DISCLAIMER: THE INFORMATION IN THIS CIRCULAR RELATING TO THE LEGAL REQUIREMENTS OF SPECIFIC FOREIGN COUNTRIES IS PROVIDED FOR GENERAL INFORMATION ONLY. QUESTIONS INVOLVING INTERPRETATION OF SPECIFIC FOREIGN LAWS SHOULD BE ADDRESSED TO FOREIGN COUNSEL.
The United States is a party to the 1940 Pan American Protocol on Uniformity of Powers of Attorney which are to be Utilized Abroad, 56 Stat. 1376, 3 Bevans 612 (Protocol) along with Brazil, Colombia, El Salvador, Mexico and Venezuela. This treaty provides for the recognition of notarial acts attesting to the identity of the person executing an instrument and to that person’s legal authority to do so. While this is a common function of notaries public in countries with civil law traditions, as a general matter neither federal nor state law in the U.S. have conferred this kind of authority upon notaries public. While certain provisions of the Protocol are intended to be directly enforceable, the Protocol is not intended to confer authorities upon U.S. state notaries beyond those which are conferred by state legal authorities governing notaries. Rather, notarial acts attesting to a person’s legal authority performed in states or territories of the U.S. where notaries are given such authority are to be given full faith and credit in other countries that are parties to the Protocol.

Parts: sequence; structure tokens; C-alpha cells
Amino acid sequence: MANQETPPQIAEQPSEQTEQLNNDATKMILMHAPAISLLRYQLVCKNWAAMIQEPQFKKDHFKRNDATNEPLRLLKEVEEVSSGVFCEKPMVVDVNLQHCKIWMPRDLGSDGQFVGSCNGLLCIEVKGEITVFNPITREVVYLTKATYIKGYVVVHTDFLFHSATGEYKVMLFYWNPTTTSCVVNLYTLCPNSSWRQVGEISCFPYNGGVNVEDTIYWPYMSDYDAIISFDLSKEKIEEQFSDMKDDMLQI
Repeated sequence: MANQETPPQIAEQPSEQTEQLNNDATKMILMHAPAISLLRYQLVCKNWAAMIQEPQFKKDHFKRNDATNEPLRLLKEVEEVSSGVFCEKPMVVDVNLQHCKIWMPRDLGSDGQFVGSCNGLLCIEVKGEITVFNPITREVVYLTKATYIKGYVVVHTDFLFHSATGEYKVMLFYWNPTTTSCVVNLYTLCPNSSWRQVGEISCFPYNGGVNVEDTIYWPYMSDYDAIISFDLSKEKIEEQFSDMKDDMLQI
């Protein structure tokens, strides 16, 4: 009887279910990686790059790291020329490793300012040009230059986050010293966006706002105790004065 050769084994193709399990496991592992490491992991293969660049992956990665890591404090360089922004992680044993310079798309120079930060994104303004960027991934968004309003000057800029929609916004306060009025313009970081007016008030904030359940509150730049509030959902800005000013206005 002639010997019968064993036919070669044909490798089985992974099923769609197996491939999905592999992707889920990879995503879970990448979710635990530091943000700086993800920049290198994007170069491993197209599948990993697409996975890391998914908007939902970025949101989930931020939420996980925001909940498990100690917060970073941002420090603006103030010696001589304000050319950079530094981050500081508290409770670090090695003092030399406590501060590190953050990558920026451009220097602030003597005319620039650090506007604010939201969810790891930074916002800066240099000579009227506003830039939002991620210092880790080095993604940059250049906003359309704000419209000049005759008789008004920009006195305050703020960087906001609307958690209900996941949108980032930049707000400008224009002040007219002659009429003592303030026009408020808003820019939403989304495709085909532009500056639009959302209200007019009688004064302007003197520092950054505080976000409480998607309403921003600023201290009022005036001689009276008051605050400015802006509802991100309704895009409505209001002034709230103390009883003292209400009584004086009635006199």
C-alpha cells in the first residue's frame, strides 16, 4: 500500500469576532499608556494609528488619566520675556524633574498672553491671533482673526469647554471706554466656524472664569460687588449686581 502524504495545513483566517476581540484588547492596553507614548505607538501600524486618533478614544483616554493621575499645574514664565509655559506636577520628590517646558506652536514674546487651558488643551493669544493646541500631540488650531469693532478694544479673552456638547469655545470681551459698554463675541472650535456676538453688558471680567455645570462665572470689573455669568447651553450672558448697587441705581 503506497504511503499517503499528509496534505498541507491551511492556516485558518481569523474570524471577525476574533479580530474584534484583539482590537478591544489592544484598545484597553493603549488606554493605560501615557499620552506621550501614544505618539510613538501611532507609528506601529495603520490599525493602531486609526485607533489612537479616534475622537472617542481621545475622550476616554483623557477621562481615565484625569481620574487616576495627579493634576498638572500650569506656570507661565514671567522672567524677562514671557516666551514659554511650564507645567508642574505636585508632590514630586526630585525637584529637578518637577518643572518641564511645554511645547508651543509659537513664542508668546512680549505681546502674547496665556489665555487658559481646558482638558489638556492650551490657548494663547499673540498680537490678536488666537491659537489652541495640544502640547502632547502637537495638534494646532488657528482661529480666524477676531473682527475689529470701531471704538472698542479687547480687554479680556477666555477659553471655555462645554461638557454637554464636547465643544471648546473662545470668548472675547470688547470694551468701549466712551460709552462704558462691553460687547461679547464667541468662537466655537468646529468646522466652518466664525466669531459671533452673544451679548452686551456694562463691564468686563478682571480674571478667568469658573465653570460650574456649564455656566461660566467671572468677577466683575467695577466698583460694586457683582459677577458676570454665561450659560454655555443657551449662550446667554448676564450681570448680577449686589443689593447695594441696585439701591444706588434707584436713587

The Department of State has responded to inquiries from U.S. state Secretaries of State as Competent Authorities under the Hague Convention Abolishing the Requirement of Legalisation for Foreign Public Documents. Given that the Protocol does not confer additional authority to state notaries, the Department concurs with the U.S. state Competent Authorities’ decisions not to provide apostilles for notarial acts that go beyond the authorities granted to notaries within their states.